The focus is on southern Africa (Figure 1), which forms part of the Southern African Development Community (SADC). For the purpose of this study, we have focused on the mainland states in the analyses; this is because most of the shared and transboundary resources, as well as data availability, are within the context of the mainland states. The first section of the review outlines Africa’s and southern Africa’s visions for achieving food and nutrition security and the role of irrigated agriculture. The second section then assesses the status of water, energy and food in southern Africa and gives an overview of the irrigation potential within the region. The main objective of this section was to set the scene for the adoption of the WEF nexus relative to regional goals and ambitions. The section highlights possible trade-offs and synergies within the WEF nexus. The third and last section lists recommendations for the integration of the WEF nexus when considering irrigation expansion for improved agricultural productivity.

What Is the Vision for Food Security in Africa and Southern Africa?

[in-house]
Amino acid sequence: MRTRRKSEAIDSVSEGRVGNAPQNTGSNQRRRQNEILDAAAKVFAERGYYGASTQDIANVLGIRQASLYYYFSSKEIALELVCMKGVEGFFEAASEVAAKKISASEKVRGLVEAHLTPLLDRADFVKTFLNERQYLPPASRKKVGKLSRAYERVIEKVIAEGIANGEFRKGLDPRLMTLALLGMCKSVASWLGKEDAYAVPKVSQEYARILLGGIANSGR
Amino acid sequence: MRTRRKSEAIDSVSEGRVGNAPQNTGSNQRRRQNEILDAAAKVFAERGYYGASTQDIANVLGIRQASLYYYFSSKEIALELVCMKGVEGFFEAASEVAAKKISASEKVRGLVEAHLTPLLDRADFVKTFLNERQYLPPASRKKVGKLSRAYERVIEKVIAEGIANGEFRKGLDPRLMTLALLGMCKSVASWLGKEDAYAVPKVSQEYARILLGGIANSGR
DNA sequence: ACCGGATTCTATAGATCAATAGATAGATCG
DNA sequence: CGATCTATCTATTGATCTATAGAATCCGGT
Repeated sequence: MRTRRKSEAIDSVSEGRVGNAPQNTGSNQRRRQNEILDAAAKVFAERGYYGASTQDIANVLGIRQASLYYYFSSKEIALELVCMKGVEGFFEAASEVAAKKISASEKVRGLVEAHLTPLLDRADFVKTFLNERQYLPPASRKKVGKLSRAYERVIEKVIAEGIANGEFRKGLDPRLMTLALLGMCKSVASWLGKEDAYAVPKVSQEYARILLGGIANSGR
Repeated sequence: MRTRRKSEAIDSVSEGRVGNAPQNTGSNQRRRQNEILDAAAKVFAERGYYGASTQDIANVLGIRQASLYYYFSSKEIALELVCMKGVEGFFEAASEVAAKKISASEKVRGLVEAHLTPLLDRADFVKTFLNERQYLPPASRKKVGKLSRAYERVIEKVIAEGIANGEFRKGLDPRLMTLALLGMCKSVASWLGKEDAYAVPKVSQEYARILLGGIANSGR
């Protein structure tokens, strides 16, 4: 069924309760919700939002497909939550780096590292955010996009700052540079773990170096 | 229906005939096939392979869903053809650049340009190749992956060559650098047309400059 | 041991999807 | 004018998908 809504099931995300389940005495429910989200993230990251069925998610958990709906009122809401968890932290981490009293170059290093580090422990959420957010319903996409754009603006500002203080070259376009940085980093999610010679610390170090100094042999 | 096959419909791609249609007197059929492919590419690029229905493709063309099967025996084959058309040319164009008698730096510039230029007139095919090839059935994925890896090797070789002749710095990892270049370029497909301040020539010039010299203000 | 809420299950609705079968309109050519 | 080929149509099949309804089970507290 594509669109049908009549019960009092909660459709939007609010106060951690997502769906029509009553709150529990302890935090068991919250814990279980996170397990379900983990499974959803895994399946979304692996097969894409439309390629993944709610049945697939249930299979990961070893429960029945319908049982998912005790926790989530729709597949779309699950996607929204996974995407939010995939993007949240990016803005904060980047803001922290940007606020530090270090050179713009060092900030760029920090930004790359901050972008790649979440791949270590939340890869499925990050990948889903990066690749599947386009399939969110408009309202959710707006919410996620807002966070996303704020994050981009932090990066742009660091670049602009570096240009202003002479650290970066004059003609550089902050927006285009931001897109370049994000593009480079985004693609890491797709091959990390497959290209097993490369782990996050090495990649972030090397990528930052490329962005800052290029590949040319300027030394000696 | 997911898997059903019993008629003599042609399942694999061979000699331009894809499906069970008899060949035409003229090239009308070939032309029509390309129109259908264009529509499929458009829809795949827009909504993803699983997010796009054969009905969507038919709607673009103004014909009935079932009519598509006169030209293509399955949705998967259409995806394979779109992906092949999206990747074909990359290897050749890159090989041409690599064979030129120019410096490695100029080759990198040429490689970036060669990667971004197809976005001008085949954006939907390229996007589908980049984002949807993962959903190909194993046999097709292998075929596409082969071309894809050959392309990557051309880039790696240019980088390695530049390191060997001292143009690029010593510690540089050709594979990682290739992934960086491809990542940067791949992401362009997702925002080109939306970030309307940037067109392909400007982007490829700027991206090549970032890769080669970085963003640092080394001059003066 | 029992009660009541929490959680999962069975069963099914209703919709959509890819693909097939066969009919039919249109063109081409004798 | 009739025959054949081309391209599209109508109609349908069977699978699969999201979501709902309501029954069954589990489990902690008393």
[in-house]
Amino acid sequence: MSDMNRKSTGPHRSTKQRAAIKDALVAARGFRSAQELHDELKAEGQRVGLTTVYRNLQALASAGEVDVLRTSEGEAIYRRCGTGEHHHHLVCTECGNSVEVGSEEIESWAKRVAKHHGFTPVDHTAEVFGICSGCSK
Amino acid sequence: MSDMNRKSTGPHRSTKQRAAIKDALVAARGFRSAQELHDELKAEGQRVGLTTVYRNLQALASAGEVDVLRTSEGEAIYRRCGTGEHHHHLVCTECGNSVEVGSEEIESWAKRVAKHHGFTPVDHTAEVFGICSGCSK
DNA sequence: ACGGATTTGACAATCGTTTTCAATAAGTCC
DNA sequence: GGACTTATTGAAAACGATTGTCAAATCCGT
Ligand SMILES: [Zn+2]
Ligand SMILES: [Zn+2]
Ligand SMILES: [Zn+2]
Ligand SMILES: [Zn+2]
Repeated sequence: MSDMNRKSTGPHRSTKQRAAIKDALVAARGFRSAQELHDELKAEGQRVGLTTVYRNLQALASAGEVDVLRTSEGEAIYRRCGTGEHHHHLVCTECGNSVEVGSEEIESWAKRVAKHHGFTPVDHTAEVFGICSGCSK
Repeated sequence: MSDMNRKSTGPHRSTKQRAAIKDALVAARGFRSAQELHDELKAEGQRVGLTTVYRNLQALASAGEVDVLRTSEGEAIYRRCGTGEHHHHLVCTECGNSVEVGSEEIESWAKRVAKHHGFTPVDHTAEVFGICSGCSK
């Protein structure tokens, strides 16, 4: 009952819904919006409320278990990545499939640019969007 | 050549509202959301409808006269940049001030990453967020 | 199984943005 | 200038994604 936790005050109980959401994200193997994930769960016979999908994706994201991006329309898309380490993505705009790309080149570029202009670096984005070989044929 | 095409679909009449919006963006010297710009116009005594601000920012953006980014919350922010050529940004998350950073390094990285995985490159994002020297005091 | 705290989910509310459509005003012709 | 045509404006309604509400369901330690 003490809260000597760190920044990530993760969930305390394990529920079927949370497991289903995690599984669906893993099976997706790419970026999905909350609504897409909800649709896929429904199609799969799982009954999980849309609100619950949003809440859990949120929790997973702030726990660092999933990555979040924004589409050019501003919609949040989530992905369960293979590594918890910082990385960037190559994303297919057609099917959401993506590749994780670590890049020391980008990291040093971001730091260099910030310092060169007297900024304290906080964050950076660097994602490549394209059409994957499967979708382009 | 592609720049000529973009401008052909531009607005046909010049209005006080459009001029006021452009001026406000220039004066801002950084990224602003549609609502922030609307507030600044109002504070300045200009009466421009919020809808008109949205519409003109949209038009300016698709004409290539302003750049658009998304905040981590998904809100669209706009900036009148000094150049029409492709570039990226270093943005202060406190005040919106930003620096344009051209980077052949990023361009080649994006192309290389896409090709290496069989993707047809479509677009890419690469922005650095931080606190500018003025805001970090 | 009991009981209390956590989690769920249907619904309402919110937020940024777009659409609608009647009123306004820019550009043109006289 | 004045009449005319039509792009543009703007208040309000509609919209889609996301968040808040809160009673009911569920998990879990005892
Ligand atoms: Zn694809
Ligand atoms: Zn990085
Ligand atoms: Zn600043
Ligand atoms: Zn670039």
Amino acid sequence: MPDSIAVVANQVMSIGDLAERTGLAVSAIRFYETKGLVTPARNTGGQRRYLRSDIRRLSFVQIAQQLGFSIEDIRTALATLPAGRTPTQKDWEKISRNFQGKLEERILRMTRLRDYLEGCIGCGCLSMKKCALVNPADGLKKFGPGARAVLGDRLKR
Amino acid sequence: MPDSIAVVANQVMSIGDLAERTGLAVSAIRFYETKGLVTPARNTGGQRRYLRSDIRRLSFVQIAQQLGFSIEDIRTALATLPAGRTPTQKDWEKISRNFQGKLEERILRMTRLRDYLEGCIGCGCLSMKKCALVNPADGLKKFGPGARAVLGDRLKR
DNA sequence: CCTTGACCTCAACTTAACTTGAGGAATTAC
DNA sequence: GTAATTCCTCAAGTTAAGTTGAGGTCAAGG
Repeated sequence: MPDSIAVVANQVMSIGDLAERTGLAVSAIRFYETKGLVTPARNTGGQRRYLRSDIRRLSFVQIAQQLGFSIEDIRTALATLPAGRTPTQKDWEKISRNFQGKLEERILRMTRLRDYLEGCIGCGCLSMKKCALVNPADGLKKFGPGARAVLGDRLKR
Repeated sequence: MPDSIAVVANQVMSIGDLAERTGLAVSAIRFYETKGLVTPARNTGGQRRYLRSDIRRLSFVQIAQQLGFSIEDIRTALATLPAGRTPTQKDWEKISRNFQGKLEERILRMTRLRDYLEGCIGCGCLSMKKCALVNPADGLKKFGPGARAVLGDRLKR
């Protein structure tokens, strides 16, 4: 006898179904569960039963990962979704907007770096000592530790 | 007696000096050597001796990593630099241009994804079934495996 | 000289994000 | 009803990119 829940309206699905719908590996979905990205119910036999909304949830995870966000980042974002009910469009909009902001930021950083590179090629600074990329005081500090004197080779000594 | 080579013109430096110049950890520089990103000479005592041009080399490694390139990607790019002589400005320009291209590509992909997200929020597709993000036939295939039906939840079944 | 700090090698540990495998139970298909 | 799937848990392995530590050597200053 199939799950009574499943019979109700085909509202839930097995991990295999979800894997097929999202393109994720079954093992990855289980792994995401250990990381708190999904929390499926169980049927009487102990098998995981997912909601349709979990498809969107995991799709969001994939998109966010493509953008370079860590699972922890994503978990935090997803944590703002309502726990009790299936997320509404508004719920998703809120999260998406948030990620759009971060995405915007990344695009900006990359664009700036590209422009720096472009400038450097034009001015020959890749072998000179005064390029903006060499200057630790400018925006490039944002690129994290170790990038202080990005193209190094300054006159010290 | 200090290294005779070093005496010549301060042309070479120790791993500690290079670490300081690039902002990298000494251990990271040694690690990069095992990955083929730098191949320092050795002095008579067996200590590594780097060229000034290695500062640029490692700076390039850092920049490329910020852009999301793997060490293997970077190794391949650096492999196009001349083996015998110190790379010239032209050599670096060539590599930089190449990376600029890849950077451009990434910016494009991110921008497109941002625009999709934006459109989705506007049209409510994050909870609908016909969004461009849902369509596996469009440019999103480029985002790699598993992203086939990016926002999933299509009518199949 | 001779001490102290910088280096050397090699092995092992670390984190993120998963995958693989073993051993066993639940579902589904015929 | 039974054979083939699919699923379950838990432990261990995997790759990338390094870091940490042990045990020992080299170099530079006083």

Nearly 240 million people in sub-Saharan Africa (SSA), or one person in every four, lack adequate food for a healthy and active life, and record food prices and drought are pushing more people into poverty and hunger [10]. By 2050, Africa’s population will have more than doubled to 2.4 billion people. In addition, two-thirds of Africa is arid or semiarid, and 38% of people in SSA live in water-scarce environments [5]. Smallholder farms represent 80% of all farms in SSA and contribute up to 90% of the agricultural production in some SSA countries [11]. However, they too suffer from food insecurity as they rely on rainfed agriculture, meaning that if there is drought, there are food shortages. Improving agriculture on small farms is critical for reducing hunger. In response to the widening food crises in Africa, with a specific mandate to promote agricultural investment and development to combat hunger and poverty, the Comprehensive Africa Agriculture Development Programme (CAADP) spearheaded by the New Partnership for Africa’s Development (NEPAD) in partnership with the United Nations’ Food and Agriculture Organisation (FAO) [12,13] was launched. The CAADP set four pillars: (i) extending the area under sustainable land management and reliable water control systems, (ii) improving rural infrastructure and trade-related capacities for improved market access, (iii) increasing food supply and reducing hunger, and (iv) increasing research and development. Targeted investments in these pillars would bring immediate transformations to Africa’s food security crises. It suggested that rapidly increasing the area equipped with irrigation, especially small-scale irrigation, could provide opportunities for farmers to sustainably increase yield and address food insecurity. The CAADP proposed increasing the area under irrigation (new and rehabilitated) to 20 million ha, at an estimated cost of US$37 billion, while infrastructure operation and maintenance required a further US$31 billion.